Enzyme treatments - Incubation of cells from adult animals with each one of trypsin, neuraminidase and phospholypase C resulted in high decreases (45-65%) of the zeta potential (Table I). Excepting the treatment with phospholipase C that did not alter the pattern of CF reactivity (Fig. 6) either neuraminidase as trypsin were able to reduce and abolish the reactivity of the cell surfaces with cationized ferritin (Figs 7, 8)
Surface tension - Contact angle measurements are summarized in Table II. The surface polarity of monocytes from both young and adult animals was compared in experiments using liquids of different polarities such as the high hydrophilic sodium chloride and the high hydrophobic a-bromonaphtalene. Dimethylsulfoxide was also used in such experiments as a liquid of intermediary polarity. As can be seen in the Table II the data obtained from measurements made with drops of each liquid show that the monocytes from young animals are slightly more hydrophilic than the adults ones, since the contact angles obtained with a-bromonaphtalene were 45.8 (young) and 38.2 (adults) (Table II). Enzymatic treatments resulted in alterations in the contact angle values. While trypsin or neuraminidase induced similar alterations in the contact angle values, phospholipase C further increased such values in about 30° (Table III).
This study is an attempt to obtain blood cell fraction from D. marsupialis in which monocytes are the predominant cell type. Circulating blood cells from either young or adult animals were centrifuged in each of Histopaque-1077 gradient, Ficoll-Hipaque, and Sepracell. By using Histo-paque-1077, it was possible to obtain a large number of monocytes.
Anionic sites of the monocytes were detected at the ultrastructural level by incubating the cells with colloidal iron hydroxide and cationized ferritin particles. Both markers detected acidic carboxyl groups, such as those present in sialic acid, the main anionic component of glycoconjugates at the cell surface of erythrocytes.
This negative surface charge has been directly implicated in some important cellular activities, such as adhesion, spreading and endocytosis (vanOss 1978, Silva Filho et al. 1990). As surface charge and surface tension are basic cell properties dictating cell-cell interaction phenomenon we did decide to investigate such properties in the here studied cells since monocytes- macrophages cells are directly involved in the phenomenon. Otherwise, surface negativeness of mice macrophages seems to be of high importance, during their interaction with procariote and eukariote pathogens (Silva Filho et al. 1987).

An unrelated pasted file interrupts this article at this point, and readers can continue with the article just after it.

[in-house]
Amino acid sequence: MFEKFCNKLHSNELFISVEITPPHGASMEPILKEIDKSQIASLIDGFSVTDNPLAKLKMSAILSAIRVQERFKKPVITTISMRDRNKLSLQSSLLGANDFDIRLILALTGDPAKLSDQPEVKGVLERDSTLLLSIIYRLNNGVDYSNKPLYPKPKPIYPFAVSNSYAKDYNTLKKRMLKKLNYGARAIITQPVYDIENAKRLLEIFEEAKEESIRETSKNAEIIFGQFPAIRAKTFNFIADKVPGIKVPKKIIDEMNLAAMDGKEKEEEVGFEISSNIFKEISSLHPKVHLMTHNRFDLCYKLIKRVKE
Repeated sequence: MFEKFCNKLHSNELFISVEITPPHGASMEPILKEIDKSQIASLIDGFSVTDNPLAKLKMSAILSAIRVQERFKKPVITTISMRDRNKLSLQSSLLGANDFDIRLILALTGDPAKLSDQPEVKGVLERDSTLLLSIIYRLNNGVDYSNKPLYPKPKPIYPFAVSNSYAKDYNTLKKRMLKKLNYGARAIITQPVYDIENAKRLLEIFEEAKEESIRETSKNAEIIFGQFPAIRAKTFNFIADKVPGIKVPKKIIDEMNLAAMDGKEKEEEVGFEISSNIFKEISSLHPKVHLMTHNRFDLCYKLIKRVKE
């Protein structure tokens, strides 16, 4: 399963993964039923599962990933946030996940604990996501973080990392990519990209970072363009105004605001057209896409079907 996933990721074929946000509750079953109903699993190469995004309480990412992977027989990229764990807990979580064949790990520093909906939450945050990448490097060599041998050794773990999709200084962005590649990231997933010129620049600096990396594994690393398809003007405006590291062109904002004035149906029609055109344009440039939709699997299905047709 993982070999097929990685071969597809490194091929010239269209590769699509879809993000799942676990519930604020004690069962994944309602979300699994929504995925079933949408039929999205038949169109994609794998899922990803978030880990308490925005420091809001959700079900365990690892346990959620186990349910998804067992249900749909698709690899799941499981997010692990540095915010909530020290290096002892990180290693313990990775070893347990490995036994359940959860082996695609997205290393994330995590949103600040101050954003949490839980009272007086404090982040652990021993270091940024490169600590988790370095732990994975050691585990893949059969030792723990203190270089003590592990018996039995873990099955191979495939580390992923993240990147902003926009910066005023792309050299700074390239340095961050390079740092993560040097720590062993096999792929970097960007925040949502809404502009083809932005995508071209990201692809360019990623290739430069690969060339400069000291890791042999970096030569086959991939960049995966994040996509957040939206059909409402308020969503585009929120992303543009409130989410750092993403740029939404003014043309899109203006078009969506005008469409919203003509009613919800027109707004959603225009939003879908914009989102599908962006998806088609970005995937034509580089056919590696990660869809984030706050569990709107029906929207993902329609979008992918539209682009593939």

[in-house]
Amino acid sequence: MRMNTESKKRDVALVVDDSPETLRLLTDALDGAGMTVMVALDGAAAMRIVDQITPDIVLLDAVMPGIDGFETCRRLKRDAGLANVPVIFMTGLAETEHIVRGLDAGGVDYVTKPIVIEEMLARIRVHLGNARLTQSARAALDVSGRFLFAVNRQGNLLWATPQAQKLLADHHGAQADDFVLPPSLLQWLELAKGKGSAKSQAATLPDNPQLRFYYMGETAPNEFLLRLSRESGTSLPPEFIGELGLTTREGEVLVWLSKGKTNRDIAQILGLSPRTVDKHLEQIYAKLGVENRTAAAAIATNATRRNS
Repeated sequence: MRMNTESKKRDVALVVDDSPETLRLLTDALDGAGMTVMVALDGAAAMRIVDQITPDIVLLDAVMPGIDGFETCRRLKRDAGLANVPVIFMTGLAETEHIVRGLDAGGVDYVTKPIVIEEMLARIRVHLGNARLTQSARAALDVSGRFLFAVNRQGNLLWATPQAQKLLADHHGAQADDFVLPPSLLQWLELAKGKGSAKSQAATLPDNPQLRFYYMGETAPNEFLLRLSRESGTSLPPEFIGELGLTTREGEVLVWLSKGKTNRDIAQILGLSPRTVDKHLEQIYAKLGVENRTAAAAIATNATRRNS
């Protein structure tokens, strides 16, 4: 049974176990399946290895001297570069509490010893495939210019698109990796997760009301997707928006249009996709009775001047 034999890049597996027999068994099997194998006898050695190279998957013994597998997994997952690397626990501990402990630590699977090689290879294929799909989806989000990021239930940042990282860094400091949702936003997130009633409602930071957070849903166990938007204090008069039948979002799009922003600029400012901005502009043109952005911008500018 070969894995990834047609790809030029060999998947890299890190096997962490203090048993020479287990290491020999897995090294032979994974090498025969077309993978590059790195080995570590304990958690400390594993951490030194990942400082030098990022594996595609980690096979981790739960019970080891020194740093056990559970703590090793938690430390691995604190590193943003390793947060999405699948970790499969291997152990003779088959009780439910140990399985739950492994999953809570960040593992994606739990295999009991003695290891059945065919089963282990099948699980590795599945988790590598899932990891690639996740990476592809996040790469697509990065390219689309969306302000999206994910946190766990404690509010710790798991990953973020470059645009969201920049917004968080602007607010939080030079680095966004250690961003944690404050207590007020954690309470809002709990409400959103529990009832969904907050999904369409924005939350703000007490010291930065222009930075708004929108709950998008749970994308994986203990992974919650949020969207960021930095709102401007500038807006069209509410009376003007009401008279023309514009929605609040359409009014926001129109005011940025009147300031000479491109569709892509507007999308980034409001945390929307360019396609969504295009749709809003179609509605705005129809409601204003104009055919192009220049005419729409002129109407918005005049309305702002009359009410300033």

Firstly, attempts were done in order to investigate the topology of the surface anionic sites among young and adult cells. Cationic particles of ferritin and colloidal iron were used taken into mind that the first are able to reveal anionic species ionizable at physiological pH while the last mainly react with ionizable species revealed at very low pH, such as carboxyls from extremely acidic species and sulphates from mucopolysacharides.
In order to exclude the possibility of the interference of the glutaraldehyde in the result labelling we performed assays in which chemical fixation was excluded. No significant differences could be observed in the cell surfaces which had been fixed or not with glutaraldehyde. However, as expected, non-fixed cells showed a patchy distribution of the anionic sites. It is important to point out that macrophages possess low degrees of membrane fluidity (Mutsaers & Papadimimitriov 1988).
Thus, it seems that membrane fluidity may be altered during the differentiation of monocytes to macrophages. It is a hypothesis which deserves to be further investigated with the here investigated cells from the opossum. We did also observe that when colloidal iron particles were assayed most of the cells showing great labelling were from adult animals, suggesting that cell maturation can be also followed by alterations in surface charge. This seems to be in according to Akerman (1975) which were able to demonstrate a direct reaction between reactivity of hematopoietic cells to ferritin particles and maturation.